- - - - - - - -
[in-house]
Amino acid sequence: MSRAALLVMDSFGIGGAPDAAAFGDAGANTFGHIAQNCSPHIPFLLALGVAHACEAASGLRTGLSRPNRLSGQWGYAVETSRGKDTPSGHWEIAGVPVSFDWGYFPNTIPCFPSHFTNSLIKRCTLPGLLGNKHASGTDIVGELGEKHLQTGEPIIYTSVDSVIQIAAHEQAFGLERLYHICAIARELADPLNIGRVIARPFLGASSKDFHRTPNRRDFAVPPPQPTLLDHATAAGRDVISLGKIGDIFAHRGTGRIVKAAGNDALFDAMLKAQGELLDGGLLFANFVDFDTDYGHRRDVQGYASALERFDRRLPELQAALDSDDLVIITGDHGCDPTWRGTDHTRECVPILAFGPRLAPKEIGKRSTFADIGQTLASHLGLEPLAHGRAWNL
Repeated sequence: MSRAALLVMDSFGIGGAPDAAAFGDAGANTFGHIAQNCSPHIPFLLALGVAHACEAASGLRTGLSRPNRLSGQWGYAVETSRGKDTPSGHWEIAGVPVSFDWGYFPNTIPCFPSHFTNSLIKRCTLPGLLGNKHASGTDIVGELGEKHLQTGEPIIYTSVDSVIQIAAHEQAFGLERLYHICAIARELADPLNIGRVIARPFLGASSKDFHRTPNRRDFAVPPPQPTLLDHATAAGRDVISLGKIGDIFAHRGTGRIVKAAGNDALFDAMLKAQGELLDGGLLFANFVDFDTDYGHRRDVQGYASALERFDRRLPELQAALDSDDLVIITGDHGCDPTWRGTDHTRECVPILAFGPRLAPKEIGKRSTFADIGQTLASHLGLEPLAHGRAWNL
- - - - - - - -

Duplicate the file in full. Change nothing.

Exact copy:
[in-house]
Amino acid sequence: MSRAALLVMDSFGIGGAPDAAAFGDAGANTFGHIAQNCSPHIPFLLALGVAHACEAASGLRTGLSRPNRLSGQWGYAVETSRGKDTPSGHWEIAGVPVSFDWGYFPNTIPCFPSHFTNSLIKRCTLPGLLGNKHASGTDIVGELGEKHLQTGEPIIYTSVDSVIQIAAHEQAFGLERLYHICAIARELADPLNIGRVIARPFLGASSKDFHRTPNRRDFAVPPPQPTLLDHATAAGRDVISLGKIGDIFAHRGTGRIVKAAGNDALFDAMLKAQGELLDGGLLFANFVDFDTDYGHRRDVQGYASALERFDRRLPELQAALDSDDLVIITGDHGCDPTWRGTDHTRECVPILAFGPRLAPKEIGKRSTFADIGQTLASHLGLEPLAHGRAWNL
Repeated sequence: MSRAALLVMDSFGIGGAPDAAAFGDAGANTFGHIAQNCSPHIPFLLALGVAHACEAASGLRTGLSRPNRLSGQWGYAVETSRGKDTPSGHWEIAGVPVSFDWGYFPNTIPCFPSHFTNSLIKRCTLPGLLGNKHASGTDIVGELGEKHLQTGEPIIYTSVDSVIQIAAHEQAFGLERLYHICAIARELADPLNIGRVIARPFLGASSKDFHRTPNRRDFAVPPPQPTLLDHATAAGRDVISLGKIGDIFAHRGTGRIVKAAGNDALFDAMLKAQGELLDGGLLFANFVDFDTDYGHRRDVQGYASALERFDRRLPELQAALDSDDLVIITGDHGCDPTWRGTDHTRECVPILAFGPRLAPKEIGKRSTFADIGQTLASHLGLEPLAHGRAWNL